Project - Review of clinical outcomes of repeated participation in the Helping Hand Program: A modified constraint induced movement therapy for children with Acquired Brain Injuries
- Janet Woodhouse
- Janet Bernstein
- Nick Reed
- Kathy Gravel
- Anna Marie Batelaan
- Gail Kirkwood
- Sherri-Ann Stringer
- Dayna Greenspoon
What was this study about?
Difficulty moving your arm (hemiplegia) can occur as a result of an acquired brain injury and often hinders movement efficiency and impacts your ability to self-care, work and play. The Helping Hand program is a modified Constraint-Induced Movement Therapy (mCIMT) that involves restraining the arm/hand that is stronger and forces intensive practice with the injured arm/hand to promote functional use of that limb. This innovative interdisciplinary therapy group offered annually to 8-12 clients, 4-18 years of age, has demonstrated positive changes in occupational performance and upper arm function in clients who have attended the program for one trial.
The purpose of this study was to examine the effect of repeated trials of the Helping Hand program on arm/hand function and performance in daily activities of living for children and youth experiencing hemiplegia following an acquired brain injury.
What did we do?
With consent, the outcomes of 13 children and youth who participated in the multiple trials of the Helping Hand program were entered in a Research Ethic Board approved Database and results were analyzed.
Outcome measures included in the analyses were the Assisting Hand Assessment, the Quality of Upper Extremity Skills Test, Grip Strength, and the Canadian Occupational Performance Measure. The results of the study were shared with the clinicians and the clients and families who participated in the project.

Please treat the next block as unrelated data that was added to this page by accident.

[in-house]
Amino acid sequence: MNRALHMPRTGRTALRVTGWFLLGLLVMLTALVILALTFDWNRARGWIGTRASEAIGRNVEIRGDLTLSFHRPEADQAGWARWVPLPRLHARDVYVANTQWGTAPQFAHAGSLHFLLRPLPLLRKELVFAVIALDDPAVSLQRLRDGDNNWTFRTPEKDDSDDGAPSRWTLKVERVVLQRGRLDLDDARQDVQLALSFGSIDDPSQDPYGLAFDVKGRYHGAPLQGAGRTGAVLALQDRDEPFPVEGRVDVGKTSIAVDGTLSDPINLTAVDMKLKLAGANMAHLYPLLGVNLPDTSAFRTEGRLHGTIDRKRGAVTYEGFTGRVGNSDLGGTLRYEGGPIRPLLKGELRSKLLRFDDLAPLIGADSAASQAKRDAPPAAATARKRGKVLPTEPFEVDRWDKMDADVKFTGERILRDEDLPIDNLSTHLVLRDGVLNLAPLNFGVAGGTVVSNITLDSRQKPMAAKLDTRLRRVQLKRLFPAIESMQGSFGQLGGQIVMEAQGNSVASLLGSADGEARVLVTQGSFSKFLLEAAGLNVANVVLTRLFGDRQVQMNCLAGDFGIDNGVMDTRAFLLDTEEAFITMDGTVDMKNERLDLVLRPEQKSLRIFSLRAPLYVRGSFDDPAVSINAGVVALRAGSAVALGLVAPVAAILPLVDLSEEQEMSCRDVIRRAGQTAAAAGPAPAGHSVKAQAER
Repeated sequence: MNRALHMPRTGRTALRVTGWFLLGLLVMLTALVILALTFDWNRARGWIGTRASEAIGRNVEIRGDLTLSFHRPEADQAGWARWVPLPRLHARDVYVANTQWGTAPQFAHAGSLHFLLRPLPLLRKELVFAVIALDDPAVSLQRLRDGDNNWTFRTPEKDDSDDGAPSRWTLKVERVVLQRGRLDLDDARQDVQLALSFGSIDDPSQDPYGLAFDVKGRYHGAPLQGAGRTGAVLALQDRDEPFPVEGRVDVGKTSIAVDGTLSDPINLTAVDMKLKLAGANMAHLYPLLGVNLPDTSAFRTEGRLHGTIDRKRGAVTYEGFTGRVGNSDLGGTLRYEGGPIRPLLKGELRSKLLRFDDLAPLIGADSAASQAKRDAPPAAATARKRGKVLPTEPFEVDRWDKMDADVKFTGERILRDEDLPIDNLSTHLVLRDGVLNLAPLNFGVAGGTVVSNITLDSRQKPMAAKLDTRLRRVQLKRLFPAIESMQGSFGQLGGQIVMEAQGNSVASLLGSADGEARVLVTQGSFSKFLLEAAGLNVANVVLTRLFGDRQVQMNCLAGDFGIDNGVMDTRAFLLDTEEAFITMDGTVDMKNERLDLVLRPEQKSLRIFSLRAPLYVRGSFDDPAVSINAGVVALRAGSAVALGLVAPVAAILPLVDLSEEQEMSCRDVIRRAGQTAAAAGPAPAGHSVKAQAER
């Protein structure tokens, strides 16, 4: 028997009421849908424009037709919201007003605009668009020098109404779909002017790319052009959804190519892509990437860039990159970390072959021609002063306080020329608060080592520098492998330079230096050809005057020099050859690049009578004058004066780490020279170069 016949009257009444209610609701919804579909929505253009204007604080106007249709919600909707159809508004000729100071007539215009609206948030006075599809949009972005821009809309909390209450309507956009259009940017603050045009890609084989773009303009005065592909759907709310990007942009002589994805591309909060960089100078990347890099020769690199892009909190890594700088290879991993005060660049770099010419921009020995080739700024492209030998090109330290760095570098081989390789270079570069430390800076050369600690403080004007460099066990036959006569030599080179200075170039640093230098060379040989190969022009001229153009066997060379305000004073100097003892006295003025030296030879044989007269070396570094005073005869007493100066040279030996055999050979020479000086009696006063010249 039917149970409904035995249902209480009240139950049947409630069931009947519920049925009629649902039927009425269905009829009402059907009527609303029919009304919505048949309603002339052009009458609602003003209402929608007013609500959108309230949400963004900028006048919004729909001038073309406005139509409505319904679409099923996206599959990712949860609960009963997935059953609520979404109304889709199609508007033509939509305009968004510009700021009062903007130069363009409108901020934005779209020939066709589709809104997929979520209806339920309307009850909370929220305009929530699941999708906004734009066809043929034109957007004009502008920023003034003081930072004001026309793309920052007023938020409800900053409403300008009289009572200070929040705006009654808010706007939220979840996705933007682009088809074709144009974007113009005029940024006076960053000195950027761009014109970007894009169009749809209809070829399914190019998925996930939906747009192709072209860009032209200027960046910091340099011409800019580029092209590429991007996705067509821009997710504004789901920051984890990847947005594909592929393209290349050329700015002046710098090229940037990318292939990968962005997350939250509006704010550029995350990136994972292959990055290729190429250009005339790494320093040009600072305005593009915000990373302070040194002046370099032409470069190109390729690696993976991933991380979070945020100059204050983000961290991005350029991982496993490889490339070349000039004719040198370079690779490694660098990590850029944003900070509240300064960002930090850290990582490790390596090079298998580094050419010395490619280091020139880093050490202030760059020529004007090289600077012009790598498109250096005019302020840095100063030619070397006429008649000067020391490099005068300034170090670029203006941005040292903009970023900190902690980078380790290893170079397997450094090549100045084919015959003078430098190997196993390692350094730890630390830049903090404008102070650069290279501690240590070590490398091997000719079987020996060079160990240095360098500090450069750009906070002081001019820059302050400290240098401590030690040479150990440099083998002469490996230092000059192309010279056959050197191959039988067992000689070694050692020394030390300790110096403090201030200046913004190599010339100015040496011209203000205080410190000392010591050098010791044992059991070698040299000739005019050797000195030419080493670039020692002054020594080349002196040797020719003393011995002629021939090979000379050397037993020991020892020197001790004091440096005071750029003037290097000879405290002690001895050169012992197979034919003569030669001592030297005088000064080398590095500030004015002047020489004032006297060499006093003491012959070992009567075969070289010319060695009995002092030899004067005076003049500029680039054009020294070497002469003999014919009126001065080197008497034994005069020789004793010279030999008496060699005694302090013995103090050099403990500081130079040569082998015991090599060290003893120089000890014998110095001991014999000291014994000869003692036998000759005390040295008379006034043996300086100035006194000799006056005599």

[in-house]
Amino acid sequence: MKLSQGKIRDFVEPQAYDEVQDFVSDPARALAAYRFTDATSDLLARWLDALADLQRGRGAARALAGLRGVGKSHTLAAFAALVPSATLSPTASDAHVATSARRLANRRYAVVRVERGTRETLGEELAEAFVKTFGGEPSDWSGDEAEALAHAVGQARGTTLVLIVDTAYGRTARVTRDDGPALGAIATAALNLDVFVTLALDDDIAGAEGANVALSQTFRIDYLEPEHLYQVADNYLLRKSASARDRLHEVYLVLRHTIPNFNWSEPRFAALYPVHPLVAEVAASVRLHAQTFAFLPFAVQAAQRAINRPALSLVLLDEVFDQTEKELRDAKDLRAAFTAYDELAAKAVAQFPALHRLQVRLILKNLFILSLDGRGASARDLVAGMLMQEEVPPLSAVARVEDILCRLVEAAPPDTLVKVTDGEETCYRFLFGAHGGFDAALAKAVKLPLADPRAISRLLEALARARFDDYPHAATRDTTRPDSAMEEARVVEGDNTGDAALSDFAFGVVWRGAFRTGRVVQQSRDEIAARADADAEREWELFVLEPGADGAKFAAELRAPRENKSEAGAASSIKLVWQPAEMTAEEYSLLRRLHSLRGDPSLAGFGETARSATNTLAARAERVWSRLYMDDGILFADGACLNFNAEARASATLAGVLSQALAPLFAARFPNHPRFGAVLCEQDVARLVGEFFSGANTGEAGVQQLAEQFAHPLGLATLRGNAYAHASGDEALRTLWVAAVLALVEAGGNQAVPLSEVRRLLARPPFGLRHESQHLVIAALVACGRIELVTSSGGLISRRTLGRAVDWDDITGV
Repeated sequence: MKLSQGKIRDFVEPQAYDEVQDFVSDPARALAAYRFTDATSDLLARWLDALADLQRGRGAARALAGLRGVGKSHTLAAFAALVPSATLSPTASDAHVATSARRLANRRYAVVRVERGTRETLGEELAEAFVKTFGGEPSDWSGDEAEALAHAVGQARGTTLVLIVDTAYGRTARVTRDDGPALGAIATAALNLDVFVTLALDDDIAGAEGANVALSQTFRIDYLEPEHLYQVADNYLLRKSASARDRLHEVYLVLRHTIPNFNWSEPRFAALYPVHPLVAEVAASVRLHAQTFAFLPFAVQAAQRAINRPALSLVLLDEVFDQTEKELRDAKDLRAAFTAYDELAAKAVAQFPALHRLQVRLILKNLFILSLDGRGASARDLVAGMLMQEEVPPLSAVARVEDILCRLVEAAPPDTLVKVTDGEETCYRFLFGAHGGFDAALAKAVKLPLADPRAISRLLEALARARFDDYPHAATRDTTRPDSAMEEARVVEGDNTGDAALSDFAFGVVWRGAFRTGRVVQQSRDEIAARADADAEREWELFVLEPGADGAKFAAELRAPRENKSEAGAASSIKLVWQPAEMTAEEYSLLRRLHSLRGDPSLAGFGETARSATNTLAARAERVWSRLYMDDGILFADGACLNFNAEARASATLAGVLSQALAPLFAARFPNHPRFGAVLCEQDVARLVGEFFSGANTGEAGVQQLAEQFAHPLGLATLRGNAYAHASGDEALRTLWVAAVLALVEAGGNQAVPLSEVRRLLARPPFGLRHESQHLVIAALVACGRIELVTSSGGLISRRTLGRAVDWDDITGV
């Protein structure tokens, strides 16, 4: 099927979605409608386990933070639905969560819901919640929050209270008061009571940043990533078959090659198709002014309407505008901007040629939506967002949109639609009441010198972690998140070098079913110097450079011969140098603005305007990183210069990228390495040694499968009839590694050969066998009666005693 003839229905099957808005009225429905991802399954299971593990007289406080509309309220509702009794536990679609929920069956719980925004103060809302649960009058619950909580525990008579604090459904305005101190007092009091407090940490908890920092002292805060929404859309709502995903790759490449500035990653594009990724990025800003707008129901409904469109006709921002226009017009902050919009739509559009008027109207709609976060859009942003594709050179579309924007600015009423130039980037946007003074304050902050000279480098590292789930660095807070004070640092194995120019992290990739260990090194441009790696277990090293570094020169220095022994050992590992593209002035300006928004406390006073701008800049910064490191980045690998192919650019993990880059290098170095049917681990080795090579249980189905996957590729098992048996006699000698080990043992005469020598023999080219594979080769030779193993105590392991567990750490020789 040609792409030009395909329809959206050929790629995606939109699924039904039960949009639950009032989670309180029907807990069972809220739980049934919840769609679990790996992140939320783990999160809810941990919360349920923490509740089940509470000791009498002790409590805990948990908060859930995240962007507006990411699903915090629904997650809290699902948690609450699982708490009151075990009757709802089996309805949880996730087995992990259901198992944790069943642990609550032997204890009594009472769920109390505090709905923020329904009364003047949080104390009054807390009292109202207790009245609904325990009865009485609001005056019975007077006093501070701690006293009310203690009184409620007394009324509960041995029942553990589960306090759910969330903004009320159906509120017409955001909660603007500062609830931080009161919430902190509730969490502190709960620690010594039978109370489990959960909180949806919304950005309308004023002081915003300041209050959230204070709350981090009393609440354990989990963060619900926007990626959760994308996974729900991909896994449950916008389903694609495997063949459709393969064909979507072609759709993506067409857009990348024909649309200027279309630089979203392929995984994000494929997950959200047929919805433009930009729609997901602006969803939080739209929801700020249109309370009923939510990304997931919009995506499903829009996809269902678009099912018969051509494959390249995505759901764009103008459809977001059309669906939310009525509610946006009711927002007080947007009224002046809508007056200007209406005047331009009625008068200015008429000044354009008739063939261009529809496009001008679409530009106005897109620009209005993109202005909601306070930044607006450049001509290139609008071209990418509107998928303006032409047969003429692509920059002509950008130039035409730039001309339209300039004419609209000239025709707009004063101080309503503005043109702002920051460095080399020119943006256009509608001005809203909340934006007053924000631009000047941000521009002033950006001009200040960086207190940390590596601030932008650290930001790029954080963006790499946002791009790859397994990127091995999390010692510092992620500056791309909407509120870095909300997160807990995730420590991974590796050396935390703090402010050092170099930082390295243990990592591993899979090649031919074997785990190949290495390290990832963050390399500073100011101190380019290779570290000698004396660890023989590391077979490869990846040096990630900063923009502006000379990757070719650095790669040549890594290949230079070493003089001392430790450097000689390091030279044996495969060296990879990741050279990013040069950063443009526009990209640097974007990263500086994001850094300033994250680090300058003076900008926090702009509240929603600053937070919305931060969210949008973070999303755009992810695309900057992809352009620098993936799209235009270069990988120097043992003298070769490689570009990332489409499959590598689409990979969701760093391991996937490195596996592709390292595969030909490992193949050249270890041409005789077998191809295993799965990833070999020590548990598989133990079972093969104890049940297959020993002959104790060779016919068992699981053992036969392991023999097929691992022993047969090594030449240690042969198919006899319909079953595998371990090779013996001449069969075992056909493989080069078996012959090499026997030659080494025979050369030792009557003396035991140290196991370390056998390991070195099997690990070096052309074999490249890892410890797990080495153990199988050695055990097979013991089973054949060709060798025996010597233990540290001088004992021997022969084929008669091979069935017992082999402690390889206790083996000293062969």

Impact for clients, families and clinical practice
This project provides evidence to support Helping Hand as an effective therapy for children with arm movement difficulty following a brain injury. The results demonstrate participation in the Helping Hand contributes to positive changes in arm/hand function and in the ability to participate in everyday activities.This unique group program supports the goals of client’s and their families in the promotion of involved arm/hand use in everyday activities.
What did we learn?
The study informed us that there is improved arm/hand function and improved functional performance in daily activities with repeat participation in the program.
We learned that there is often a decline in performance (arm/hand function and daily activities) from year to year when not participating in the program. With repeat participation, performance is noted to improve again.
The project provides clinicians and families with evidence with clinical decision making in the use of repeated mCIMT trials for children with hemiplegia following an acquired brain injury.
This project will contribute to evidence for the use of mCIMT group programming in the field of paediatric acquired brain injury rehabilitation. The findings of the project will be shared with families, clinicians and researchers working in the field of acquired brain injury through presentations at local, national and international conferences. For example, this project will be shared at the Brain Injury Network 2016 Conference and the team will be submitting a paper for publication in a peer-reviewed journal.
Future steps to further evaluate the program include examining the effectiveness of the concurrent parent group, and exploration of the nature of goals identified in the Helping Hand program using the Canadian Occupational Performance Measure.